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885

Selmer

New York

Stamp: On barrel: Selmer / NEW YORK / 107 / Series 40. On head: Selmer. Footjoint unmarked. On rear of upper body: STERLING SILVER

Comments: This was the alto flute of the musician Bob Davis, flutist, saxophonist and clarinetist from Brawley, CA. After gigs with S. Zentner and Les Brown, he joined the Lawrence Welk music makers in the woodwind section in 1965, peforming with Dave Edwards, Russ Klein, Orie Amadeo, Peanuts Hucko and Henry Cuesta. Bob also has done night clubs and had his own seventeen piece orchestra, "Bob Davis and the Prime Time Orchestra." Today, he makes his home in Fort Pierce, Florida with his wife Ellen, who is also a big band vocalist with his orchestra. (from http://bandeorch.com/home.htm) Bob Davis purchased this flute while playing studio work in Los Angeles in the 1960's. He mentioned that there were three of these rare Selmer altos being used in the studios at the time; Selmer Alto #105 played by Skeets Herfert, #106 by Luella Howard, 1st flute at 20th Century Fox Orchestra, and, next to Luella, Bob Davis with this flute, #107. For seventeen years Bob Davis played with the Lawrence Welk Orchestra, and any of the color TV shows featuring him on alto flute would have been on this instrument. As a flute, this instrument is highly unique, with very creative design decisions. The right hand uses an overlapping spade, which is cut in a stylized arrowhead or bow tie design that dominates the visual of the instrument. The rear shows the "sea-saw" clutch also used by Rudall Carte. The G# is actually a full Dorus key, with one hole for the note. This flute has the full, rich tone of the early 20th century American school. This instrument is an historical piece with unique and attractive design elements with a great story, and is a functioning alto flute as well, ready for more life and music-making.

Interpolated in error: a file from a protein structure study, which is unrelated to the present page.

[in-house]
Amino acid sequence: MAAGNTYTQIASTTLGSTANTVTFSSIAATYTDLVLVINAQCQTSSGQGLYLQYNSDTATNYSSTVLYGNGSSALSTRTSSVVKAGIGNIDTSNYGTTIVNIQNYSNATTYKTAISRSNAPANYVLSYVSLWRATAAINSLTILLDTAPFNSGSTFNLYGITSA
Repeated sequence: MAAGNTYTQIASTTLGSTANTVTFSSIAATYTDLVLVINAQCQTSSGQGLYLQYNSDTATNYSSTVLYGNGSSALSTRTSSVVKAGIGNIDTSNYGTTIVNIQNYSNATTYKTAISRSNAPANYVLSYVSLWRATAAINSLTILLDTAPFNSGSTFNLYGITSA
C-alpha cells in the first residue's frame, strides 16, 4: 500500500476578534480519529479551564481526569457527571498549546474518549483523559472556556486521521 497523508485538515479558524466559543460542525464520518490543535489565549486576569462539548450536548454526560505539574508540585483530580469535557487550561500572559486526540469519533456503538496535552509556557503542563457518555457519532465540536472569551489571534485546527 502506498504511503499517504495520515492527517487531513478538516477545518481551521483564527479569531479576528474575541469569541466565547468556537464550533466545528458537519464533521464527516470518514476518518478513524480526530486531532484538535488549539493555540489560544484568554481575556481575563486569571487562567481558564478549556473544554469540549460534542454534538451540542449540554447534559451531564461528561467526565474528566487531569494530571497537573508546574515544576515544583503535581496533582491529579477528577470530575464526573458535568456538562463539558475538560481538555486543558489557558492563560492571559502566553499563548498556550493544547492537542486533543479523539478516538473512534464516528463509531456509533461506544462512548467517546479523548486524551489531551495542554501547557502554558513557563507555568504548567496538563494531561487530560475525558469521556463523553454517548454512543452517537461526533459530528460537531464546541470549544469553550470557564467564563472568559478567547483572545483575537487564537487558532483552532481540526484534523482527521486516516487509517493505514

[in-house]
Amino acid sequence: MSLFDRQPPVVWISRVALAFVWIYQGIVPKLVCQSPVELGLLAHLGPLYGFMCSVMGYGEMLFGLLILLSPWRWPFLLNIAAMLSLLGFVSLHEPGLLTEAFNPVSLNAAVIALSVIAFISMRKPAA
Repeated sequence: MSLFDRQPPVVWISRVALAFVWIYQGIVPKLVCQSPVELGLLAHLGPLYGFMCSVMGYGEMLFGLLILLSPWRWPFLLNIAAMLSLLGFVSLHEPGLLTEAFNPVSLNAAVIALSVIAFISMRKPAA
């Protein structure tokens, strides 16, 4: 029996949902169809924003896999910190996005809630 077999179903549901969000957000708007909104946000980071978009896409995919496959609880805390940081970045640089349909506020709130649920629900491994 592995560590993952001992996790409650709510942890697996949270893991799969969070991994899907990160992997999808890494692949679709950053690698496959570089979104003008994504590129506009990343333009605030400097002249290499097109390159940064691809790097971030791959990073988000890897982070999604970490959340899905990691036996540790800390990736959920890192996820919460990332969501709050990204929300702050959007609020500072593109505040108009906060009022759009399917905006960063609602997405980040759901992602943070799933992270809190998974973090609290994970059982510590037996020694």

Material: Alto flute with sterling silver body and keys.

System: Alto flute with "C" foot. Dorus (closed) G#. Keywork designed for maximum balance, with high left hand. This flute has a wonderful system of clutches and extenders to make the alto flute mechanism work. Apparently Philip Marcil was working for Selmer at the time this instrument was made, and rumor has it that he used George Haynes' tools for these flutes, although this would be unlikely yet highly interesting.

Condition: This flute was used regularly on the Lawrence Welk show from 1962 to 1984, as well as on the Bob Hope world tours, and it remains in excellent condition. The embouchure displays a touch of taper at the side edges which looks more recent than the 1930's, and was added after-market.

Pitch: Plays at A=440.

Sounding Length: Sounding length 787 mm.

Measurements: Crown weighs 26 grams. Embouchure 11.13 x 12.97 mm. Bore c. 26 mm. Tube seems to vary around .017", or .4318 mm.

Weight: 934 g.

Case: In original case.

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Photographs (click to enlarge):

In the early 1960's Selmer alto flutes #105, 106, and 107 were all being played in Hollywood orchestras.  Scholars differ over whether these flutes were made in 1939, as the owners have suggested, or just after 1945, per Susan Berdahl.